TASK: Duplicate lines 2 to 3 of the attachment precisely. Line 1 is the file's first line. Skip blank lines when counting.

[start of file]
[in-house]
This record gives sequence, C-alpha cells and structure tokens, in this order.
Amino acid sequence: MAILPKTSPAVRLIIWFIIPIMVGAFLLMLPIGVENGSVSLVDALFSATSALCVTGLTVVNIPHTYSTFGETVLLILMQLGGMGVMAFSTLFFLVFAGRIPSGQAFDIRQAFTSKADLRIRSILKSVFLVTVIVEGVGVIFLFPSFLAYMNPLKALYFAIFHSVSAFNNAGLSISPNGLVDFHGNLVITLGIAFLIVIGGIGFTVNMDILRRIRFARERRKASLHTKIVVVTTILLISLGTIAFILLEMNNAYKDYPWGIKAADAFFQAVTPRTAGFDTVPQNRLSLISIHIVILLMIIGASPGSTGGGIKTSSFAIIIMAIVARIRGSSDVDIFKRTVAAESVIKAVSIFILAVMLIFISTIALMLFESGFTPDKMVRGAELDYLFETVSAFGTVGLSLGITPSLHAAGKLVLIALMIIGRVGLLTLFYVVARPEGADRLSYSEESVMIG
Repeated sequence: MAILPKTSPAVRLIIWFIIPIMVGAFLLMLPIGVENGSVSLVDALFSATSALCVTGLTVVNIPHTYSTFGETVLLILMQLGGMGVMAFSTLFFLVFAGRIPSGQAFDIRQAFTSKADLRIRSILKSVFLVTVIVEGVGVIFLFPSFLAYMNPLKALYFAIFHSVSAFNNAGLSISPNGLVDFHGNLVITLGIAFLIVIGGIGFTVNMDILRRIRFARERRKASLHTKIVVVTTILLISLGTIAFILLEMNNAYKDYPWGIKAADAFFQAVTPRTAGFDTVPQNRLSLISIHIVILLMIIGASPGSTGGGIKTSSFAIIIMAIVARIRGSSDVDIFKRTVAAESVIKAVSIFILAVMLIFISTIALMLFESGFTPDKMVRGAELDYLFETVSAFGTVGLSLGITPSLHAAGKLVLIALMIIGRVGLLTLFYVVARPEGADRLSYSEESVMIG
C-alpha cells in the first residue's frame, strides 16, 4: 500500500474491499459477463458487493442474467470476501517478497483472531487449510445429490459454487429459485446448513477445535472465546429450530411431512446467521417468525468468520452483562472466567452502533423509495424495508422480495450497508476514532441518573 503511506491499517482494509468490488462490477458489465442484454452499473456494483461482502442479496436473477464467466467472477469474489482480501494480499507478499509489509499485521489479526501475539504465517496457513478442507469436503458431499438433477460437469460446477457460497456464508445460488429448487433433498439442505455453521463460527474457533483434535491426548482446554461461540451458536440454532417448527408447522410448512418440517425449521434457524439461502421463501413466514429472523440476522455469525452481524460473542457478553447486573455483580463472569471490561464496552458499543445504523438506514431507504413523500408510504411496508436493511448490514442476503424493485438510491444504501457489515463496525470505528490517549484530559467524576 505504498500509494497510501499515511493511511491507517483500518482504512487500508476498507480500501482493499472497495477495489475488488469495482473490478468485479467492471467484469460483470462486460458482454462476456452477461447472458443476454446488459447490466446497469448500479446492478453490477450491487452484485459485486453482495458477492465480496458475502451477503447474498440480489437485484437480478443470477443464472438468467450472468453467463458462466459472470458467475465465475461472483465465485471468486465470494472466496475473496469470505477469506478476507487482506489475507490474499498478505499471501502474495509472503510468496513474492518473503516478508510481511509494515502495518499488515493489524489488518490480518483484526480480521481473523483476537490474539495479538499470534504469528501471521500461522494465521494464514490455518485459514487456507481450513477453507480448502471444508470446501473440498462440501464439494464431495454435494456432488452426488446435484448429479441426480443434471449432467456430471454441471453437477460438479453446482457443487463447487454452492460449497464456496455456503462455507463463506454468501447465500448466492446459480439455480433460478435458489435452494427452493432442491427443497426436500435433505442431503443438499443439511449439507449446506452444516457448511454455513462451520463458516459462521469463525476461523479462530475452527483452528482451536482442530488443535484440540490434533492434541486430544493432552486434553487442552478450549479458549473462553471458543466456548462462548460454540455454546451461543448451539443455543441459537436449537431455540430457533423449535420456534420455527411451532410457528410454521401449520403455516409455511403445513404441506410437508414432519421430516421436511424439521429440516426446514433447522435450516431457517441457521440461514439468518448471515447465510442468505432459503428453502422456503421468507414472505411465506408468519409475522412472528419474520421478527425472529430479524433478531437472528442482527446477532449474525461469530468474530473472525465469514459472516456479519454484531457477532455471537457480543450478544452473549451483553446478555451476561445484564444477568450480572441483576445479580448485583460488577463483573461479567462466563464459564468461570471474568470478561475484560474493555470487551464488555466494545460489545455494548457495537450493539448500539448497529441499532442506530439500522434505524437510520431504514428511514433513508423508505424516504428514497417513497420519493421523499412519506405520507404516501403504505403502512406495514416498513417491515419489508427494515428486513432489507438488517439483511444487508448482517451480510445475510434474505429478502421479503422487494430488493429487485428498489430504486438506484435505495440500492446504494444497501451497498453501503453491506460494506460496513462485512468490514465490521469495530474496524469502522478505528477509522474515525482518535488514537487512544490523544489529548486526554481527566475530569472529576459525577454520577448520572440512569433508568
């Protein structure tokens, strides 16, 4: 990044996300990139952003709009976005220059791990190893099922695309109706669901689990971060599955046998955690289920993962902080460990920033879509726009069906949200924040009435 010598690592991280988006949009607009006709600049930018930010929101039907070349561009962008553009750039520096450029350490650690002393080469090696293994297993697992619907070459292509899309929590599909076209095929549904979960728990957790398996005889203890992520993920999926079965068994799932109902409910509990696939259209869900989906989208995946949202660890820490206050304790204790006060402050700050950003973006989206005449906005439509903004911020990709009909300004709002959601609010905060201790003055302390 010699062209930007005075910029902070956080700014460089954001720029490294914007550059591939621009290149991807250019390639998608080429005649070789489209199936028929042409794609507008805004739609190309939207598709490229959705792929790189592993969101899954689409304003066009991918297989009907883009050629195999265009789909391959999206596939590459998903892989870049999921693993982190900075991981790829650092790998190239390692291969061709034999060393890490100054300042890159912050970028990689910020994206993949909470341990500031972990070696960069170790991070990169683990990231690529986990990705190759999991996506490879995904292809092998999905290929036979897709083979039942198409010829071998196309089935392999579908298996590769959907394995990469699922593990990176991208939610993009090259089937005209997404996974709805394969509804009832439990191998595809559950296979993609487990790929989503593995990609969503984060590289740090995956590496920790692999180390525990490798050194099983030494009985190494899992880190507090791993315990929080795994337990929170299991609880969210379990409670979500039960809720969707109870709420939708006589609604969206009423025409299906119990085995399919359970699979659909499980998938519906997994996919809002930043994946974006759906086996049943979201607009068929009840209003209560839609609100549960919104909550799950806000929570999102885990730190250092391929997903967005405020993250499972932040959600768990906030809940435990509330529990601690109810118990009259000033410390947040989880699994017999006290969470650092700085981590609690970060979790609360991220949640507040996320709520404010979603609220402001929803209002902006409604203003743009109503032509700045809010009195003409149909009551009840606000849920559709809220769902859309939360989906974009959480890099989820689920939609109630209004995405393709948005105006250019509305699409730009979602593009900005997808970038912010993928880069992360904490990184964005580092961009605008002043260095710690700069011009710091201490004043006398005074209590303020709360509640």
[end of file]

This record gives sequence, C-alpha cells and structure tokens, in this order.
Amino acid sequence: MAILPKTSPAVRLIIWFIIPIMVGAFLLMLPIGVENGSVSLVDALFSATSALCVTGLTVVNIPHTYSTFGETVLLILMQLGGMGVMAFSTLFFLVFAGRIPSGQAFDIRQAFTSKADLRIRSILKSVFLVTVIVEGVGVIFLFPSFLAYMNPLKALYFAIFHSVSAFNNAGLSISPNGLVDFHGNLVITLGIAFLIVIGGIGFTVNMDILRRIRFARERRKASLHTKIVVVTTILLISLGTIAFILLEMNNAYKDYPWGIKAADAFFQAVTPRTAGFDTVPQNRLSLISIHIVILLMIIGASPGSTGGGIKTSSFAIIIMAIVARIRGSSDVDIFKRTVAAESVIKAVSIFILAVMLIFISTIALMLFESGFTPDKMVRGAELDYLFETVSAFGTVGLSLGITPSLHAAGKLVLIALMIIGRVGLLTLFYVVARPEGADRLSYSEESVMIG